Statement by the President Upon Signing Temporary Appropriations Bill.
I HAVE today signed H.J. Res. 226, making temporary appropriations for the fiscal year 1949, and for other purposes.
This joint resolution is what is sometimes referred to as a "continuing resolution." It authorizes the expenditure of urgently needed funds for which appropriations are contained in the First Deficiency Appropriation Bill, 1949, now in conference between the two Houses of the Congress. Its purpose is to permit essential operations of the Government to continue while the Congress gives further consideration to the matters now in disagreement between the two Houses.
I have signed the joint resolution with regret, because it contains a provision to which I strongly object. This provision places arbitrary and unwise restrictions on the use of appropriated funds for paying the salaries of the Commissioner, the Assistant Commissioners, and the Regional Directors of the Bureau of Reclamation. Its effect is to maintain for the time being the present situation in which certain of these officers are prevented from receiving their salaries by a rider which was included by the 80th Congress in the Interior Department Appropriation Bill of last year.
I want to make it clear that I am signing the present joint resolution only as a means of making funds available for carrying on the Government's work while the principle involved in this provision is given further consideration. It is my understanding that the Congress enacted the present joint resolution upon that same basis and that the presence of this provision in the joint resolution does not indicate the judgment of the 81st Congress that such a provision is desirable.
The rider enacted last year was designed to effect the removal from the Government service of two men who have vigorously enforced the provisions of the Reclamation Laws designed to encourage family-size farms. Its enactment violated the spirit, if not the letter, of the Constitutional provisions for separation of legislative and executive functions and the Constitutional prohibition against bills of attainder. There can be no justification for the use of the appropriation power for such a purpose.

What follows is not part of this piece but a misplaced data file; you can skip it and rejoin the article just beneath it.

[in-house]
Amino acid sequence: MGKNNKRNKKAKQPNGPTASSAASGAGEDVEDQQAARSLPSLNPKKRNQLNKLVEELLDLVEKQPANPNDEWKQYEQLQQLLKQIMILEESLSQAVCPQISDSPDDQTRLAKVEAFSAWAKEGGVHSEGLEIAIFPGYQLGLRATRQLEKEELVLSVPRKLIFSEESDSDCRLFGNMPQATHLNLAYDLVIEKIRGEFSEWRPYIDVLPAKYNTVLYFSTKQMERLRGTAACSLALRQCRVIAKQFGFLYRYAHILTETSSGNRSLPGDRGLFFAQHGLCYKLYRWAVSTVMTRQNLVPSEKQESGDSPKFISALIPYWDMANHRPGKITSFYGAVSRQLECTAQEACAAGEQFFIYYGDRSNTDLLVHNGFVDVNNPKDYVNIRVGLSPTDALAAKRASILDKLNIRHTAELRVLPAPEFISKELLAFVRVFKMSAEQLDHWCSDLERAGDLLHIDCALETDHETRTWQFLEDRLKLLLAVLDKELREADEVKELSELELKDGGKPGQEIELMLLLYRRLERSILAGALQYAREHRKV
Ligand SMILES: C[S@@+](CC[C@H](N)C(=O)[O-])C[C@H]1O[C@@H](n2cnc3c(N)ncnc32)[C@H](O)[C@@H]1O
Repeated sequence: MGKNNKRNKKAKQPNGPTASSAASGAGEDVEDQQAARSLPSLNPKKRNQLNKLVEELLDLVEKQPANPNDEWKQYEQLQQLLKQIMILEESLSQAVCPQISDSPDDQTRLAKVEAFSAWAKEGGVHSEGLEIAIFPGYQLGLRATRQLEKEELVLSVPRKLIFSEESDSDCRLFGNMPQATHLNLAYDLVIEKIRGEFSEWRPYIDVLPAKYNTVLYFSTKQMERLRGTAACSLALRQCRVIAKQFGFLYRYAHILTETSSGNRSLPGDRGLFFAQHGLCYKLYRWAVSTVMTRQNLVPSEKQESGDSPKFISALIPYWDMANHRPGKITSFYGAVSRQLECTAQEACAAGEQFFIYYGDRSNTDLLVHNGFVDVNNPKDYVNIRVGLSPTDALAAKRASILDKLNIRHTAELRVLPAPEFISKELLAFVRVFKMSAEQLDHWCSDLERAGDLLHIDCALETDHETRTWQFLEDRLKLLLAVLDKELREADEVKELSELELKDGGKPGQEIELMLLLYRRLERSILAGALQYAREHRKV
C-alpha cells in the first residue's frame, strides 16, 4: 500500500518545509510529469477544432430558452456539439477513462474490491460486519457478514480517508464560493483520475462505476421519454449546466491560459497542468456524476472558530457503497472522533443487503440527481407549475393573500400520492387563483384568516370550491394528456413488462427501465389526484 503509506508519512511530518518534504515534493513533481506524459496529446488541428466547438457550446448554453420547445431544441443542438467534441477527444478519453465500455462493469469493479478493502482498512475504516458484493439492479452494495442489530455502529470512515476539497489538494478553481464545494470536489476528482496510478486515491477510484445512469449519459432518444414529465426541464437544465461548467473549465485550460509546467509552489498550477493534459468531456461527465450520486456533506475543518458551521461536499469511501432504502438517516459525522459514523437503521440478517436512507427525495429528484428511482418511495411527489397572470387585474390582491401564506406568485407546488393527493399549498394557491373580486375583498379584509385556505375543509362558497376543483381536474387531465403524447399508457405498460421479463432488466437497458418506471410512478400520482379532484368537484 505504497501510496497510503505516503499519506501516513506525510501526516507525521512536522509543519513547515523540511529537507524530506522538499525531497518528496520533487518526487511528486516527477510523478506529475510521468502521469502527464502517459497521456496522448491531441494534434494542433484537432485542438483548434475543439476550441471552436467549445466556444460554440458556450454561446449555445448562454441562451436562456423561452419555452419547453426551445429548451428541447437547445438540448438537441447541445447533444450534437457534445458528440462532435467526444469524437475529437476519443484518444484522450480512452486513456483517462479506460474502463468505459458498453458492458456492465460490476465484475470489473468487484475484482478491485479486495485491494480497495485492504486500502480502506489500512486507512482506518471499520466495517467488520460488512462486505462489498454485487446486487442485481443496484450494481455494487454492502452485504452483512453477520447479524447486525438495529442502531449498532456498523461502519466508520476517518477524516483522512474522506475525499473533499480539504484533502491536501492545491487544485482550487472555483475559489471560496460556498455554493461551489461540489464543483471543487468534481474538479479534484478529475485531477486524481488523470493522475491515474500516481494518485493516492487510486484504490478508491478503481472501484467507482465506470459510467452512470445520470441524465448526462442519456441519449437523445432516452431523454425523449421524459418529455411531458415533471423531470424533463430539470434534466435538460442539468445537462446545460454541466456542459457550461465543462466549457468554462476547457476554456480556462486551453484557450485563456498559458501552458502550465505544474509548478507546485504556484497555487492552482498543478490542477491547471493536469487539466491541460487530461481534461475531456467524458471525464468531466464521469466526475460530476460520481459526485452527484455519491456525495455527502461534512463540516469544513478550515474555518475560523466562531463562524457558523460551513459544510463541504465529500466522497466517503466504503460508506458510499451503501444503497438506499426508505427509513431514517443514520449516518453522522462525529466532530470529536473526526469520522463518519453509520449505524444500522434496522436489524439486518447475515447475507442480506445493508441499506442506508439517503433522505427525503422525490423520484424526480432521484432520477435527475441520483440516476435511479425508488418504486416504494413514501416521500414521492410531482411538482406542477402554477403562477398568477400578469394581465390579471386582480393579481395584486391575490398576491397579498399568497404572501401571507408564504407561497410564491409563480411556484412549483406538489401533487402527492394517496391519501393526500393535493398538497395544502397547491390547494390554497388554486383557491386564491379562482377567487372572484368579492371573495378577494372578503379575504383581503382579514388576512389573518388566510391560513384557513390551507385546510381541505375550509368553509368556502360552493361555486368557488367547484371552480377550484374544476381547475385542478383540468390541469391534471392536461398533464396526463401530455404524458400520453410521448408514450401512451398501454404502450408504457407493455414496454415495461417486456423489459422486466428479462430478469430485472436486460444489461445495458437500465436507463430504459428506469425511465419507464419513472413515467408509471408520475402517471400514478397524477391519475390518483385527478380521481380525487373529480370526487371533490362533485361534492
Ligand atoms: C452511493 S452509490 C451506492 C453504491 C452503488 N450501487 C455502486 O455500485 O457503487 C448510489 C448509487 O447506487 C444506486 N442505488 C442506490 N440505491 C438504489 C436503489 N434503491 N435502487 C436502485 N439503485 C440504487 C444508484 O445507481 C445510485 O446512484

The prohibition against paying the salaries of the officers in question should be terminated, and I am confident that the Congress will terminate it at an early date.
Note: As enacted, H.J. Res. 226 is Public Law 62, 81st Congress (63 Stat. 67).
The two men referred to by the President were Michael W. Straus, Commissioner of the Bureau of Reclamation, and Richard L. Boke, a Regional Reclamation Director. Both men remained in their posts without salary until October 12, 1949. At that time the President signed Public Law 350 (63 Stat. 765) in which the restrictions affecting the two men were omitted.
For the rider enacted by the Both Congress, see the Interior Department Appropriation Act of 1949, approved by the President on June 29, 1948 (62 Stat. 1112).
Harry S. Truman, Statement by the President Upon Signing Temporary Appropriations Bill. Online by Gerhard Peters and John T. Woolley, The American Presidency Project https://www.presidency.ucsb.edu/node/230285